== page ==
For more than 70 years, as a priest, theologian, Bishop, Cardinal, Pope and finally Pope-Emeritus, he selflessly served Christ and His Church, and tried to make the faith understandable and reliable for modern man. Cardinal Joseph Aloisius Ratzinger was elected on 19 April 2005, as the 265th Pope, choosing the name “Benedict XVI.” On Feb. 11, 2013, he became the first pontiff in nearly 600 years to resign as Pope, for reasons of advanced age and lack of strength to properly exercise his Petrine office; a great example for our sit-tight political leaders, especially in Africa.

If you ask me how one should face death, I would refer you to Pope Benedict XVI’s statement: “Soon I will stand before the ultimate judge of my life. Although in looking back on my long life I may have much cause for fear and dread, I have nevertheless a joyful spirit because I firmly trust that the Lord is not only the righteous judge, but, at the same time, the friend and brother who has already suffered my inadequacies himself and therefore, as judge, is at the same time my advocate. Looking at the hour of judgment, the grace of being a Christian thus becomes clear to me. Being a Christian gives me knowledge and, moreover, friendship with the judge of my life and enables me to cross the dark door of death with confidence….”.

Pope Emeritus Benedict XVI passed away at 9:34 am on Dec. 31, 2022, in the Mater Ecclesiae Monastery in the Vatican. We pray that as Jesus said to the one dying on the cross with Him, Jesus will also say to Pope Benedict, “Amen I say to you this day you shall be with me in Paradise.”

Lessons to learn from the life and ministry of Pope Benedict XVI:

=>He focused on the goal of bringing “God back to the centre in a world where “the faith is in danger of dying out” (Letter to the Bishops of the whole world – 10 March 2009) and where the dictatorship of relativism is strong.

=>He often stressed the need to purify the Church.

=>A recurring theme in his many talks and writings was the link between faith and reason: “faith presupposes reason and perfects it,” he says that faith remains a journey that should not become an ideology that can be manipulated. It should be transmitted by attraction and not by proselytism or imposition and not reduced into a philosophical “system,” into an architecture of ideas, into a list of moral norms, ending up forgetting that the Christian faith is the encounter with a Person [Jesus]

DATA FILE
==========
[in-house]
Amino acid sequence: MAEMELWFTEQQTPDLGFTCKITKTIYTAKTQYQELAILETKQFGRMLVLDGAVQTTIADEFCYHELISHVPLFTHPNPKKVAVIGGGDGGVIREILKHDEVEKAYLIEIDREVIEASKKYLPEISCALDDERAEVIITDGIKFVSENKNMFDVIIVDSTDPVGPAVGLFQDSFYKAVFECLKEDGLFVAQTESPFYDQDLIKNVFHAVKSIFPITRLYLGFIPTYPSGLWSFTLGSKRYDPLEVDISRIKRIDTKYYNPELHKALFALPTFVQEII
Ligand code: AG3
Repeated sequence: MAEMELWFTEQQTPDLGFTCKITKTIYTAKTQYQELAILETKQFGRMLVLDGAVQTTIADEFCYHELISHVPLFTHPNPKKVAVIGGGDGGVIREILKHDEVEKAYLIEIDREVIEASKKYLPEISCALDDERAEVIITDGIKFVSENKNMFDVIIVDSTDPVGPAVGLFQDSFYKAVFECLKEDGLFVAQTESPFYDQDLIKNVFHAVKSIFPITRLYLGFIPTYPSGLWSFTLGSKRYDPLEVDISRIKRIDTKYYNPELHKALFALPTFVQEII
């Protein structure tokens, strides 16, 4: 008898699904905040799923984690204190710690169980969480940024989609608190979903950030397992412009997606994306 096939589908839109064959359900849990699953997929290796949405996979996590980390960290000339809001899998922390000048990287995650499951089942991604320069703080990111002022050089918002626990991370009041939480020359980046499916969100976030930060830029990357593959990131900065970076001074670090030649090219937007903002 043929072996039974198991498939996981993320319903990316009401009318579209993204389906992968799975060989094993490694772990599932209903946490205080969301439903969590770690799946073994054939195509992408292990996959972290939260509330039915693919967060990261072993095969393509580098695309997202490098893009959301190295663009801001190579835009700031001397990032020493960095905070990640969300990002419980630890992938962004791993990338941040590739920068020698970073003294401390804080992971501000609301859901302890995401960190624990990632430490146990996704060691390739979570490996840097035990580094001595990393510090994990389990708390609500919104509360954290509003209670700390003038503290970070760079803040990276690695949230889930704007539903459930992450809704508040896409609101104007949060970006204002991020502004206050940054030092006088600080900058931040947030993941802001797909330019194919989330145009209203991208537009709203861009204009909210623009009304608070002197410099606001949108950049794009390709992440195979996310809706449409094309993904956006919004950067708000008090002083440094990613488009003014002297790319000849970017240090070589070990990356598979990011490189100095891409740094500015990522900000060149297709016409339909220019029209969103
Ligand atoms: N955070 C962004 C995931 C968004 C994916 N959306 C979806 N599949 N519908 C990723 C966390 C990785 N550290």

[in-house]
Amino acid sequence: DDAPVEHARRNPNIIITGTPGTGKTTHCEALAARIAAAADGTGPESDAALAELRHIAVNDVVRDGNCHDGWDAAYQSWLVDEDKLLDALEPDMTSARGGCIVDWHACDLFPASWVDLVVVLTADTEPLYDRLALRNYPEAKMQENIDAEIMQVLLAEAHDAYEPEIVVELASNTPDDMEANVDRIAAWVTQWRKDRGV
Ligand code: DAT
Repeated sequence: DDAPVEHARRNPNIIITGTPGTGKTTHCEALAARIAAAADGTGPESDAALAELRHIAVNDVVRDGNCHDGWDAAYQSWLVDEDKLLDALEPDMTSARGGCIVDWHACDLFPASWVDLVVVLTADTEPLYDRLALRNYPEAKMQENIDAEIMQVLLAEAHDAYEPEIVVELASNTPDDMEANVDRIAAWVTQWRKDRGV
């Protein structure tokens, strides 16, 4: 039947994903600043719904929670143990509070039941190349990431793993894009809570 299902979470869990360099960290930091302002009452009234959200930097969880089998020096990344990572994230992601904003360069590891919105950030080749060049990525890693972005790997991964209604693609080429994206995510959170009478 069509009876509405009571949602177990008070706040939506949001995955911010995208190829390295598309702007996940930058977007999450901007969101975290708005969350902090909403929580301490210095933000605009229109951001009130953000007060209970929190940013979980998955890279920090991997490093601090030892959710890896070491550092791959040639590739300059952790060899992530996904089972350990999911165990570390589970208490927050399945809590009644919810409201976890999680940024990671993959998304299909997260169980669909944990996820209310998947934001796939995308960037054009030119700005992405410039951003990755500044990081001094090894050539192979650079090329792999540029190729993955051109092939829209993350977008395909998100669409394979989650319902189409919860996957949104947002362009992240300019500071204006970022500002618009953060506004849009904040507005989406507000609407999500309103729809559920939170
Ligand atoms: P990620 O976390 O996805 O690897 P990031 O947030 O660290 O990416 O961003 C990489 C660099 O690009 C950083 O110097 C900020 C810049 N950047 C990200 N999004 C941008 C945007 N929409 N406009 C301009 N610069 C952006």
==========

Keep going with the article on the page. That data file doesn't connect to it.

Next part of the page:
=>Pope Benedict faced up to the issues of sex abuse with clarity and determination, listening to the victims and establishing appropriate norms and procedures, as a response to stop the abuse.

=>Pope Benedict taught with clarity the Church’s traditional positions on issues like abortion, contraception, homosexuality, euthanasia and the priesthood.

=>His first encyclical, Deus Caritas Est (God is Love), stresses the importance of interreligious and intercultural dialogue, and he worked to build bridges between Christian and other faiths, especially Islam. He was also very committed to Ecumenical dialogue and Church unity.

=>After his surprise resignation Pope Benedict XVI was only known to have left the Vatican briefly and was rarely seen in public. He kept himself busy praying in the monastery. He pledged obedience to Pope Francis and he kept that promise and avoided the lime light. He and Pope Francis had a very warm relationship. Pope Francis said having Pope Benedict in the Vatican was like having a wise old grandfather in the house.

=>What I consider is the Pope’s greatest strength is what his former spokesperson, Fr. Federico Lombardi, SJ, said that “Benedict spent his life seeking the face of Jesus”.

May our respected Emeritus Pope Benedict XVI see Jesus face to face in the company of our Blessed Mother, the Angels and the Saints.

May his gentle soul rest in perfect peace.